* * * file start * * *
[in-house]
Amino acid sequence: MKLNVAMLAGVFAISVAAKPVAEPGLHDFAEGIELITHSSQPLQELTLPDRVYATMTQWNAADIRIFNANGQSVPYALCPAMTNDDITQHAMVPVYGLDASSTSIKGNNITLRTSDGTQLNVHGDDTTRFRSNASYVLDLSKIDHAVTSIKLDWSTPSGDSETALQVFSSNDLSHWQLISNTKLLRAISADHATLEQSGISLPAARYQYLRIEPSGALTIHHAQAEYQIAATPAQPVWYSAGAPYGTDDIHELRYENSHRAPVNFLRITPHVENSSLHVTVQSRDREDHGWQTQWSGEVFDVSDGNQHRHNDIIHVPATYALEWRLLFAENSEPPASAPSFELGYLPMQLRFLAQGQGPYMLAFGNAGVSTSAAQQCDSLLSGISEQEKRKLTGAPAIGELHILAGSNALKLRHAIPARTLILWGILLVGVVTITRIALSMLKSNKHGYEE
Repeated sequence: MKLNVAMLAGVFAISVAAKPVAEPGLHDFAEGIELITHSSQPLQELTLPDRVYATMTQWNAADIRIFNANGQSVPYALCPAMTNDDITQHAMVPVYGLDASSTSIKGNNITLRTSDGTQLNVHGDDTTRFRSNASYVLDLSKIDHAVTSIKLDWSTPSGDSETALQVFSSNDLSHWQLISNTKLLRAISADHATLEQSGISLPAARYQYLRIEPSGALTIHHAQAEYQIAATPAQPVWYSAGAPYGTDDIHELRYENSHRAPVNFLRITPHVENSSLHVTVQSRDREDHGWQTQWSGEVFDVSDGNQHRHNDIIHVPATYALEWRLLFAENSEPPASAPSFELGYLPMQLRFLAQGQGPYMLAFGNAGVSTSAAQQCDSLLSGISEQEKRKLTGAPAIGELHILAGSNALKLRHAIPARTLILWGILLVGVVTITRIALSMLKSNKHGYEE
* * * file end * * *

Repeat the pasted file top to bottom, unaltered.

[in-house]
Amino acid sequence: MKLNVAMLAGVFAISVAAKPVAEPGLHDFAEGIELITHSSQPLQELTLPDRVYATMTQWNAADIRIFNANGQSVPYALCPAMTNDDITQHAMVPVYGLDASSTSIKGNNITLRTSDGTQLNVHGDDTTRFRSNASYVLDLSKIDHAVTSIKLDWSTPSGDSETALQVFSSNDLSHWQLISNTKLLRAISADHATLEQSGISLPAARYQYLRIEPSGALTIHHAQAEYQIAATPAQPVWYSAGAPYGTDDIHELRYENSHRAPVNFLRITPHVENSSLHVTVQSRDREDHGWQTQWSGEVFDVSDGNQHRHNDIIHVPATYALEWRLLFAENSEPPASAPSFELGYLPMQLRFLAQGQGPYMLAFGNAGVSTSAAQQCDSLLSGISEQEKRKLTGAPAIGELHILAGSNALKLRHAIPARTLILWGILLVGVVTITRIALSMLKSNKHGYEE
Repeated sequence: MKLNVAMLAGVFAISVAAKPVAEPGLHDFAEGIELITHSSQPLQELTLPDRVYATMTQWNAADIRIFNANGQSVPYALCPAMTNDDITQHAMVPVYGLDASSTSIKGNNITLRTSDGTQLNVHGDDTTRFRSNASYVLDLSKIDHAVTSIKLDWSTPSGDSETALQVFSSNDLSHWQLISNTKLLRAISADHATLEQSGISLPAARYQYLRIEPSGALTIHHAQAEYQIAATPAQPVWYSAGAPYGTDDIHELRYENSHRAPVNFLRITPHVENSSLHVTVQSRDREDHGWQTQWSGEVFDVSDGNQHRHNDIIHVPATYALEWRLLFAENSEPPASAPSFELGYLPMQLRFLAQGQGPYMLAFGNAGVSTSAAQQCDSLLSGISEQEKRKLTGAPAIGELHILAGSNALKLRHAIPARTLILWGILLVGVVTITRIALSMLKSNKHGYEE